Nine railway workers failed work drug and alcohol tests over past two years

Nine railway workers failed work drug and alcohol tests over past two years

Irish Rail has confirmed that nine members of staff have failed drug and alcohol tests at work over the past two years.

Earlier this week, the Workplace Relations Commission (WRC) found that a decision by Irish Rail to dismiss a long serving signalman who had failed a drugs test after he was found to have cannabis in his system to be fair.

The signal man was responsible daily for the safety of thousands of commuters and rail-users and he underwent the drugs test over suspicions that he had missed CCTV footage on his morning shift showing that a member of the public had been inside the barriers at a level crossing as a train went by.

Irish Rail told the WRC that the gravity of the situation left it with little option other than to dismiss the worker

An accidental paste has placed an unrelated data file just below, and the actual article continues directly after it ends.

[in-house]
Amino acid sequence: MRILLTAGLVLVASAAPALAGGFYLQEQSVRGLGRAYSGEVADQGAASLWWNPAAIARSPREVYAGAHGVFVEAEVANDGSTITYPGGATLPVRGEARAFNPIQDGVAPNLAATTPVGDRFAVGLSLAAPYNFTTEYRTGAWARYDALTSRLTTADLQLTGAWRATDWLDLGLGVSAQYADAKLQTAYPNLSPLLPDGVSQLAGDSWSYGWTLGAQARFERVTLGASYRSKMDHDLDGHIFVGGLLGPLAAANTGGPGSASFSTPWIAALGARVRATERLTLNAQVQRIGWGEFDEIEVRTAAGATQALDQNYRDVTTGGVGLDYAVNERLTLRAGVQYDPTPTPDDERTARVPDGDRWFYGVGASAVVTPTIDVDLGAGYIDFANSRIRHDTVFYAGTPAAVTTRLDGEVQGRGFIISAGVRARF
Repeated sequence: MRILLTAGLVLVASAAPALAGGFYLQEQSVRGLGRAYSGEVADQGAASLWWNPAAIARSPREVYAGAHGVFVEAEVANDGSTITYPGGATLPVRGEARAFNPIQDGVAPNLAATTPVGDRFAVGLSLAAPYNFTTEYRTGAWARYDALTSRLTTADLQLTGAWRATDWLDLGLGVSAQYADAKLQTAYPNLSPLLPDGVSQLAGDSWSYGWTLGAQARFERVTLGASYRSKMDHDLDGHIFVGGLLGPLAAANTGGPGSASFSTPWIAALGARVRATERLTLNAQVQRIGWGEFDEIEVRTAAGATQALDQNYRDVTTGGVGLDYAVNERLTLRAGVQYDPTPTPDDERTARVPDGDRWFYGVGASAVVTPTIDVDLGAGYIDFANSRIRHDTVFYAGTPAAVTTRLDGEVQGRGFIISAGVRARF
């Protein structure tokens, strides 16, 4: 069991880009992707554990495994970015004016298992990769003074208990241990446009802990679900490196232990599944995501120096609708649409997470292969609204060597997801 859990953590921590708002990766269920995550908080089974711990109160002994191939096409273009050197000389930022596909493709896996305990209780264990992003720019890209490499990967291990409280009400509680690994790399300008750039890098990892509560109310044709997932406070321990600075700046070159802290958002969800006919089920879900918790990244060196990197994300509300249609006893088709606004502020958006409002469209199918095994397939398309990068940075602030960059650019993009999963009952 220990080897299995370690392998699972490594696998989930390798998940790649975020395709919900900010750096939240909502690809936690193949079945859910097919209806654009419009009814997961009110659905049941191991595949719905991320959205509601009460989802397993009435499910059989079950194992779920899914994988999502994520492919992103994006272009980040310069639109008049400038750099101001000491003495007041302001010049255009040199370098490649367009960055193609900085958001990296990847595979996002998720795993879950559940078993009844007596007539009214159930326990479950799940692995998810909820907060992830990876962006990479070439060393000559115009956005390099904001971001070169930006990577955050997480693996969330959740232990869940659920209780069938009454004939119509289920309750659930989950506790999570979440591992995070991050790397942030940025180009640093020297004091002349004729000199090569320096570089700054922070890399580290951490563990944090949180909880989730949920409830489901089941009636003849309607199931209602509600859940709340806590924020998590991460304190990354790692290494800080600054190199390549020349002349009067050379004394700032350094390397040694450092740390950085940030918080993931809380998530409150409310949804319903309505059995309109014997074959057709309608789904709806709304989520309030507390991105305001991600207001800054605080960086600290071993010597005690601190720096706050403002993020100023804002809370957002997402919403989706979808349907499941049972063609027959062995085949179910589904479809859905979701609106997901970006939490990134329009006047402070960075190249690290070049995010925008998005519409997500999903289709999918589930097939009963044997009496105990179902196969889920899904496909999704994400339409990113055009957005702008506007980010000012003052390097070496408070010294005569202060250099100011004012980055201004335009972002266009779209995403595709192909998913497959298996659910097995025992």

The transport operator stated that the man’s actions “could have had extremely serious consequences”.

Now, Irish Rail has confirmed that over last year and 2017, a total of 622 tests for drugs and alcohol were carried out on Irish Rail staff.

An Irish Rail spokeswoman stated that there were 332 tests last year and out of that five positive tests and this followed 290 tests in 2017 and four staff members tested positive for drugs and alcohol.

Most tests are random but some are carried out post incident and the spokeswoman said that of the nine positive tests, seven were for drugs and two were for alcohol.

The spokesman stated that the substances identified included cannabinoids, opiates and alcohol.

The spokeswoman stated: “I’m not in a position to get into the outcome of their disciplinaries as the numbers are so small they would be easily identifiable.”

The spokeswoman stressed: “We operate a zero tolerance approach, when it comes to non-adherence with our drugs and alcohol policy. As a railway operator, safety is our number one priority.

She added: “The policy is there to protect our customers and our staff and as you can see from the extremely low number of failures, it is very much embedded within our safety culture.”

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